Sinn Féin MEP Martina Anderson has warned that the planned British Government repeal of the Human Rights Act could have dire consequences for disabled citizens.
Ms Anderson, a member of the Civil Liberties, Justice and Home Affairs Committee in the European Parliament, said;
“Later this month I will publish an opinion for the Civil Liberties, Justice and Home Affairs Committee on the implementation of the Convention on the Rights of Persons with Disabilities in the European Union.
“The 1998 Human Rights Act gives effect to the European Convention on Human Rights in Britain and the north of Ireland. Within the Convention there are several clauses that relate directly to the provision of rights for persons with disabilities.
“These include Article Two, the right to life, Article 3, the prohibition of torture and inhumane and degrading treatment and Article 8, the right to respect of private life. The Convention is upheld by the European Court of Human Rights and the Human Rights Act gives citizens access to the court.
“On several occasions the European Court of Human Rights ruled against the British Government in cases taken by disabled citizens in relation to breaches of their fundamental rights.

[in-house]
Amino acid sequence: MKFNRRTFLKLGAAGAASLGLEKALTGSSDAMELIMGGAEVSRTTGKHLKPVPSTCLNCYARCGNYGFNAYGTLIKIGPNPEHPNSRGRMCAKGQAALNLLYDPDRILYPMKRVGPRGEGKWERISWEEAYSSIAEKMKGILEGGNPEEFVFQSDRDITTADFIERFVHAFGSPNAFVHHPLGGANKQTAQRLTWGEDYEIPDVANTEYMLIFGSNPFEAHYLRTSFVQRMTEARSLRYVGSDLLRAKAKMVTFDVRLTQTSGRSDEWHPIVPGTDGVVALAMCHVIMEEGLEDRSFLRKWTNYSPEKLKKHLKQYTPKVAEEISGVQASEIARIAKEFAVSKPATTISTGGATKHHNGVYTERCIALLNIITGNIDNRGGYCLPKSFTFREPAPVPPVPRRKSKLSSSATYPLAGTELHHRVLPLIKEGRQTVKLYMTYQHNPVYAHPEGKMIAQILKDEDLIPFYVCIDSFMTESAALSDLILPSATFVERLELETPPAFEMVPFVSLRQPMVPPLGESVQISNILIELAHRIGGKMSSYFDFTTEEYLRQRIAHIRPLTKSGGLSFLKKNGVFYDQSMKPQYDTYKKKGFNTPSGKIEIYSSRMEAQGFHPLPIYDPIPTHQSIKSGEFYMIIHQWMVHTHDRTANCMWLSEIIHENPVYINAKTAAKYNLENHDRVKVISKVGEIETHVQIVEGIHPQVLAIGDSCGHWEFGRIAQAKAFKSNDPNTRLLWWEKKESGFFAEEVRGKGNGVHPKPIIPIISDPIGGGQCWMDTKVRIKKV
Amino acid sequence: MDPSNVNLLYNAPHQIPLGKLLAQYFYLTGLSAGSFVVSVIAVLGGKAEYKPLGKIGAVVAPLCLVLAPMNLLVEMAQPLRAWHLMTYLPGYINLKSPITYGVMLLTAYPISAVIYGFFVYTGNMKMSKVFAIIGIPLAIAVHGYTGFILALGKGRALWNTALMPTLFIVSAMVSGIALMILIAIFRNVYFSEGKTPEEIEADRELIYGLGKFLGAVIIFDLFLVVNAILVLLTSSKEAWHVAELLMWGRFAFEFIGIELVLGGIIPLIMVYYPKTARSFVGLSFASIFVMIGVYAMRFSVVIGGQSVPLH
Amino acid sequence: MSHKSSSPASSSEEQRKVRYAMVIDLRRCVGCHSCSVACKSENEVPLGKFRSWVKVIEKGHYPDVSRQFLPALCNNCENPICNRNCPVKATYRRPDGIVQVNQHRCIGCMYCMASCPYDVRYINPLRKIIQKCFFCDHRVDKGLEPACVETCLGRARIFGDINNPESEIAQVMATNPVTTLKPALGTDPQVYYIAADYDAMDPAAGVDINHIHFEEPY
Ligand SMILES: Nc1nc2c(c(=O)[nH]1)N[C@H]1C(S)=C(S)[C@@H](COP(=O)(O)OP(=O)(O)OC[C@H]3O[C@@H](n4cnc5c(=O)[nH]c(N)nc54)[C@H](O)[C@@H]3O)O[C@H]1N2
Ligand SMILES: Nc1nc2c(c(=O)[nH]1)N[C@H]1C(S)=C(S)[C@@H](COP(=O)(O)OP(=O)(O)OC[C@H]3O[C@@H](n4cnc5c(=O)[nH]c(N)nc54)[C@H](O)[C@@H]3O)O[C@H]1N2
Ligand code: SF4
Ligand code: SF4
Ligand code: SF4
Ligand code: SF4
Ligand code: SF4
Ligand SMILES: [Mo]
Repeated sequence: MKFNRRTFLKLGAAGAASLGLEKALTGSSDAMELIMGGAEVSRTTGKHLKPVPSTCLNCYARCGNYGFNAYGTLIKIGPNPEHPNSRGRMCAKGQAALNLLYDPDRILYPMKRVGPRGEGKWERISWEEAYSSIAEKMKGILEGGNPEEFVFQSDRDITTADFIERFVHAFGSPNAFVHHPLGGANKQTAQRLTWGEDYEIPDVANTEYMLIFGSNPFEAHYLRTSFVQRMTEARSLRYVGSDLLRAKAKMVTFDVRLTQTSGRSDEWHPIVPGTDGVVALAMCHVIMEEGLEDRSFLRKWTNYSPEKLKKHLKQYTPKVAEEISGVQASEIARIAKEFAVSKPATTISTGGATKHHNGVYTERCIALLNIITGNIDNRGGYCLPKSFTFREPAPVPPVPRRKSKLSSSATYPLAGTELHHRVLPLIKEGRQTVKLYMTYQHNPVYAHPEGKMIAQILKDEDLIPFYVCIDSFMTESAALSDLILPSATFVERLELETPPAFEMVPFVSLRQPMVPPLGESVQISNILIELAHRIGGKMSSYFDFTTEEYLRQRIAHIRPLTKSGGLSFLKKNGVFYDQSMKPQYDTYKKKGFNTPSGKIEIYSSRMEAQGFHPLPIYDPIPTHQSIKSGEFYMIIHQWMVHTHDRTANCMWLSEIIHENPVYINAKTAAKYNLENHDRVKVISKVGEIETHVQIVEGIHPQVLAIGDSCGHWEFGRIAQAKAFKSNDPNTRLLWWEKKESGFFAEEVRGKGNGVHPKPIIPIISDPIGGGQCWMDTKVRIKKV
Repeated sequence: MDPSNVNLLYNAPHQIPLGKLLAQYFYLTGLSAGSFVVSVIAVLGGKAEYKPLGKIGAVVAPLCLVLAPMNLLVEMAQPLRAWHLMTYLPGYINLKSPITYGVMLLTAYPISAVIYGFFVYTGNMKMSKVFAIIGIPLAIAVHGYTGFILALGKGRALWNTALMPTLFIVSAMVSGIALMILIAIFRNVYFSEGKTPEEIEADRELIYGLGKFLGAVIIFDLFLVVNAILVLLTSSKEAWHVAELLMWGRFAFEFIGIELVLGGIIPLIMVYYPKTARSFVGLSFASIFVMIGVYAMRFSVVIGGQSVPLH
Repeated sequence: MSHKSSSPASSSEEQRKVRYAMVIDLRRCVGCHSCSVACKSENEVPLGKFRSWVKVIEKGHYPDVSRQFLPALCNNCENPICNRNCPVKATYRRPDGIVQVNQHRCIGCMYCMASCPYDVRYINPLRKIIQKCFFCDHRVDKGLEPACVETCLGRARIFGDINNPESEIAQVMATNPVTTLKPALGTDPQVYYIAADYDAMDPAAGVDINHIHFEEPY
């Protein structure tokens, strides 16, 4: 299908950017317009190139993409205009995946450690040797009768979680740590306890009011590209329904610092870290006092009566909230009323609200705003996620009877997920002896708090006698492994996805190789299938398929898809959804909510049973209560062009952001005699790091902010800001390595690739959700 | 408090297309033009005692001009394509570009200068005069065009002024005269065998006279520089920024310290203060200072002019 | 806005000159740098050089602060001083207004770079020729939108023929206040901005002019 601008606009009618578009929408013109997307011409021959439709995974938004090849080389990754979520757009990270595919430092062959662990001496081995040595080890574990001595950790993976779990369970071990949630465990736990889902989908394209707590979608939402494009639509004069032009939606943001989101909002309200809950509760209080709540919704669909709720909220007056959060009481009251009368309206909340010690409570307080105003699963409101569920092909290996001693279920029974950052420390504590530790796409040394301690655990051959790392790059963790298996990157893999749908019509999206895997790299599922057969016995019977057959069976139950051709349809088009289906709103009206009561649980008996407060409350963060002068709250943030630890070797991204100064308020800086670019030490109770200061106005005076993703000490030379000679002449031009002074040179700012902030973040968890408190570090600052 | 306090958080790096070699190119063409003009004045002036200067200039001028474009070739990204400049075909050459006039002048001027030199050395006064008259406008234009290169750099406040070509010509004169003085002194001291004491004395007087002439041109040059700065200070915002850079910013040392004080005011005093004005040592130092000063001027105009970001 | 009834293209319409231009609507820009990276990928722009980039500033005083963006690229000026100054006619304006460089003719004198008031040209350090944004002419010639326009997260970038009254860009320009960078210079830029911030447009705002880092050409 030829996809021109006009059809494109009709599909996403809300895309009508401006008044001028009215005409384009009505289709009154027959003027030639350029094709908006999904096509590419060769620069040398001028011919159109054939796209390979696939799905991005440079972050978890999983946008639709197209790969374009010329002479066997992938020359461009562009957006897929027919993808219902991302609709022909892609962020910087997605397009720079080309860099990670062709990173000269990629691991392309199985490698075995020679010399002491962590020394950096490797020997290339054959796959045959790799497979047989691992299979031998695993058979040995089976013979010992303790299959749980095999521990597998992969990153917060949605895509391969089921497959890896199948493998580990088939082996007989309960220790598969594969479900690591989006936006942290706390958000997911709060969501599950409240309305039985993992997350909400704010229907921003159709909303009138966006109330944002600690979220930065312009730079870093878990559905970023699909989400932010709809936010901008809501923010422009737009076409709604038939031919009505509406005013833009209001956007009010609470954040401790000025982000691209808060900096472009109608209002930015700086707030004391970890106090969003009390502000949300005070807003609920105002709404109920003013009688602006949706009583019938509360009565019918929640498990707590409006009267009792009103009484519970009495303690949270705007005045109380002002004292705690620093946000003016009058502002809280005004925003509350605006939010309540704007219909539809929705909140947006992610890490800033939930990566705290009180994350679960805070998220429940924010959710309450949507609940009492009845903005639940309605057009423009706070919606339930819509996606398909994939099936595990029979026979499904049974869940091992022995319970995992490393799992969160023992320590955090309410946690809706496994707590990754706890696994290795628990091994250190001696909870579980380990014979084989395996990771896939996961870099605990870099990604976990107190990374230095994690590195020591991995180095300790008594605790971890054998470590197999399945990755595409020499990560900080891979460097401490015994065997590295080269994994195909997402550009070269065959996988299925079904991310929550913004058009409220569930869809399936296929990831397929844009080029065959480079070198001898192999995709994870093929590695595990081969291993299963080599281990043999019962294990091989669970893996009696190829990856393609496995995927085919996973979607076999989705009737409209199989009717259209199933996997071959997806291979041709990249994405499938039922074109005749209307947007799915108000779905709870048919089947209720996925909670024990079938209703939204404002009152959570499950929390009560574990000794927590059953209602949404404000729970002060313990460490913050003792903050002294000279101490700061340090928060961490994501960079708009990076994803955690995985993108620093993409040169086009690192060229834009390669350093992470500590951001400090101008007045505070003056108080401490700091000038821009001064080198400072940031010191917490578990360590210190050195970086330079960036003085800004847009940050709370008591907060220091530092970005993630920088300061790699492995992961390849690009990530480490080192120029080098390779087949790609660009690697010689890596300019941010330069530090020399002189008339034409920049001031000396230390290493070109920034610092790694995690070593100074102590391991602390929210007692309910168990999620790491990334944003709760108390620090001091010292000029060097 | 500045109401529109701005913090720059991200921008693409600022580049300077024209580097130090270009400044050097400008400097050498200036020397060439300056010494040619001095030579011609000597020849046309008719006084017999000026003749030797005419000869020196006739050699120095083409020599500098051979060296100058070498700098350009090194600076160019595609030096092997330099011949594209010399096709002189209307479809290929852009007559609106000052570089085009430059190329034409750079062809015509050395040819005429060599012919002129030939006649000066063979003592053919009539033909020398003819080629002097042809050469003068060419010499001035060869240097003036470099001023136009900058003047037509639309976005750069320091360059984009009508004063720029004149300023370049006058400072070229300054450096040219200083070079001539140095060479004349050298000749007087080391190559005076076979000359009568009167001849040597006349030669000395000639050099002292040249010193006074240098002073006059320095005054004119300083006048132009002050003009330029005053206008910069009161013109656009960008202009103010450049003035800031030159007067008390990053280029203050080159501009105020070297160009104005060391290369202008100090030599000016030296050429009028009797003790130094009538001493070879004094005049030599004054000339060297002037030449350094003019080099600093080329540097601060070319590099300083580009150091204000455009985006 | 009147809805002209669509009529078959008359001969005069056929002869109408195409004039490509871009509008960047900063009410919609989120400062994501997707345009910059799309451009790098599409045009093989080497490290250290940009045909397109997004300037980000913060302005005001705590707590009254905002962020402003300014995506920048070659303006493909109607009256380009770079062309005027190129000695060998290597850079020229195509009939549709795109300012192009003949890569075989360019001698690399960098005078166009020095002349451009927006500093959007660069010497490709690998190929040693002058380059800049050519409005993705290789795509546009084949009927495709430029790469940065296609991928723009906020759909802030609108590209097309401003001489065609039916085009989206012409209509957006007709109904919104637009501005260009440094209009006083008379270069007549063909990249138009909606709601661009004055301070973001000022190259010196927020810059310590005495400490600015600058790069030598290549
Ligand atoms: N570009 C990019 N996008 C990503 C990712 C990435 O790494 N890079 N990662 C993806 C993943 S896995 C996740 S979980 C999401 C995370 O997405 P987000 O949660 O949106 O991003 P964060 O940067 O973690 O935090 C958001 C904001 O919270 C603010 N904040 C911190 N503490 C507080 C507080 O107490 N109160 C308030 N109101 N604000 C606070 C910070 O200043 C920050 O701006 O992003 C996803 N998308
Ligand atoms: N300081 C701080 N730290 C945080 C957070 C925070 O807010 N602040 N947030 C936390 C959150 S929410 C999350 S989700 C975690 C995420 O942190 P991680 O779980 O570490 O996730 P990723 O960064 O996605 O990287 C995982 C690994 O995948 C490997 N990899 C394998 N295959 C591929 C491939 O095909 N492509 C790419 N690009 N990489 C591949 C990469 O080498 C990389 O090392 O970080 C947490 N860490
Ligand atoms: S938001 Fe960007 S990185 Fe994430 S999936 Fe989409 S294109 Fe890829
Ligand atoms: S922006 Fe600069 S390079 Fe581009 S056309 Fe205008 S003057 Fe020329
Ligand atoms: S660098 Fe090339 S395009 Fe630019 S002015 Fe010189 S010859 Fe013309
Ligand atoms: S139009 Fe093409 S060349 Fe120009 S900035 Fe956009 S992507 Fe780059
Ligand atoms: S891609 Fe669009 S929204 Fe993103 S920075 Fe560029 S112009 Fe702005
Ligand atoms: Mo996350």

“We still don’t know what Britain’s relationship with the Convention will be if the planned repeal proceeds. Current protections will undoubtedly be diluted by this Tory government that openly seeks to reverse many of the provisions of European Convention on Human Rights in relation to human rights protections.”
The Sinn Féin MEP concluded;
“In recent months we were successful in passing an Accessibility Act through the European Parliament and I’m optimistic the upcoming report on the rights of persons with disabilities will address some of the major concerns of the sector.
“This positive, hard work, however, could be partially undone by the narrow-minded actions of this hawkish Tory government. I agree with Loukis Loucaides, former Judge in the European Court of Human Rights, that: ‘The Convention cannot, of course, solve all the problems of the disabled persons, but it can certainly contribute greatly to their alleviation.”
“Human rights provision for all citizens should be unequivocal and absolute. It is essential that the planned repeal of the Human Rights Act is resisted at every juncture.”